This Spotify podcast is amplifying same-sex love story narrative in India

Spotify India original podcast Shuddh Desi Gay, hosted by Yogi and Kabeer, provides a glimpse of what it means to be a gay couple in India.

India might have progressed in many ways, but the narrative of same sex love and marriage is relatively new in the country, although it has existed for many centuries now.

So what does it mean to be a gay in India? Spotify India’s recent podcast Shuddh Desi Gay aims to answer just that. Hosted by gay couple and former RJs, Yogi and Kabeer, the podcast gives a glimpse of what it means to be a homosexual in India, their struggles, and what their regular lives look like. The podcast also covers topics ranging from monogamy, polyamory, and love, to pop-culture and social affairs.

Yogi and Kabeer | Source: Spotify India

In the podcast, Yogi and Kabeer speak about their own personal experiences and the challenges they faced for being two men, in love with each other. The episodes deal with challenges including coming out of the closet and fitting in, among others.

In order to target the non-English speaking India, Yogi and Kabeer have intentionally used Hinglish (a mix of Hindi and English) to narrate their story of love.

Recently, YS Weekender caught up with Yogi and Kabeer to delve a little deeper into their lives, and what led them to start Shuddh Desi Gay.

Edited excerpts from the interaction:

YourStory Weekender (YSW): Why do you think it is so important to tell your personal story?

Yogi and Kabeer (Y and K): In all honesty, we didn’t really see this as important when we started. Our starting point was just the fact that we are two people in love who have an interesting story, and at the same time wanting to share the narrative landscape of love stories (Yeh ek desi story humari bhi hai).

But the real importance hit us after we rolled out a couple of episodes. Having received a barrage of messages from people saying how brave it is of us, or how great they feel to finally have a reference point from a desi point of view. So, here we are sitting and wondering how amazingly counter-productive this has been.

As far as the importance of personal stories goes, it is as personal as it can get for us, and from a listener’s standpoint, what they get is highly relatable, authentic, non-western story of our desi lives as individuals, as well as a couple. Not just with our story, we think personal stories in general cut across so many levels to connect with the listeners with their authenticity, and their raw yet endearing charm.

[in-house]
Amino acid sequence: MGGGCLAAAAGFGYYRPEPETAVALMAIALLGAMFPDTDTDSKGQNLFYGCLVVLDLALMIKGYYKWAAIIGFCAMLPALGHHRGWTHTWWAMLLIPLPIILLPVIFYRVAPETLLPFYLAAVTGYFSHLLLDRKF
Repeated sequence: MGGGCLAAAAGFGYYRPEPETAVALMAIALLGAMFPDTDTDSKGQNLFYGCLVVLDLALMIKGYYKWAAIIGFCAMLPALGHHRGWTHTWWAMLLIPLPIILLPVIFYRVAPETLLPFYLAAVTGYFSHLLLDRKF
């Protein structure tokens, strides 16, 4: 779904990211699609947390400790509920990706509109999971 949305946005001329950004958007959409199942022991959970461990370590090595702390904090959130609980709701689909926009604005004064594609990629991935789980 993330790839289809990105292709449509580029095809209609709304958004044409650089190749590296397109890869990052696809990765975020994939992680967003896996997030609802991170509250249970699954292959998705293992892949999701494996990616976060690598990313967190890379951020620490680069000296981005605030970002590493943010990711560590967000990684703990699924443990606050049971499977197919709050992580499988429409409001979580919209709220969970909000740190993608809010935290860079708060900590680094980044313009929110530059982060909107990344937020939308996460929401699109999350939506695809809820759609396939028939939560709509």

Yogi and Kabeer

YSW: Is the Bharat of India as adaptive to podcasts as much as they are to the video form of content?

Y and K: Podcasts are such a new concept, and you have to make that audience. People connect with podcasts as online radio. Having said that, I feel once the content is out there, it will automatically make it to Bharat.

In terms of adaptability, I think we have to give a little more credit to our country and that is the benefit of doubt that we would like to give to our listeners. 

Source: Shutterstock

YSW: As storytellers, what are the few challenges you faced while working on this podcast?

Y and K: Both of us come from the audio media industry, and having worked in radio for years, even as radio jockeys helped us transition into podcasting naturally. In fact, it was liberating to some extent, because there were so many things we couldn’t talk about on the radio, that we now can and are already discussing.

The only challenge we feel is that no matter how personal our podcast is, it still is a professional work.

The blurring of the personal space with the professional space requires a fine balance, and we are trying to strike that. But that being said, we also feel that it is also one thing that makes our podcast listener experience great, because they just don’t hear two professionals talking but a couple in love too!

YSW: Please share any interesting incidents of people reaching out to you after listening to your podcast?

Y and K: Having been RJs in the past, we have received our fair share of listeners’ messages, but this has opened up a whole new avenue to that.

We literally have poured our hearts out in our podcast - about our lives, about our likes, dislikes, and everything, and having done that only to see it being reciprocated in the messages is a great feeling. Not just as a high validation booster but also makes the effort so worth it.

From the many messages, the one that really moved us was the person who said that he heard the podcast and had a big smile on his face and tears in his eyes. He said it was for the first time he could hear a story that he could relate to and that it was the first time that he heard hinglish mein baat chit that normalised same sex individuals and couples that are largely invisible and highly under represented. He also mentioned that he would make his family listen to it to help them better understand the normalcy of LGBTQ+ people and their relationships.

Then there was one that said he loved our podcast because it gave him hope. Now that’s a huge responsibility!

YSW: What are your next plans? How do you plan to keep the conversation going?

Y and K: The only plans for now is to continue on the path of making this the most authentic love and life story podcast of two guys who happen to be in love with each other.

The plan is to continue the dialogue of our lives, but also involving our listeners to plan our conversations further. We make the show more interactive by also discussing what our listeners want to discuss since the channel has already opened through our email, Instagram, and Twitter.

Listen to the podcast here.

Edited by Megha Reddy


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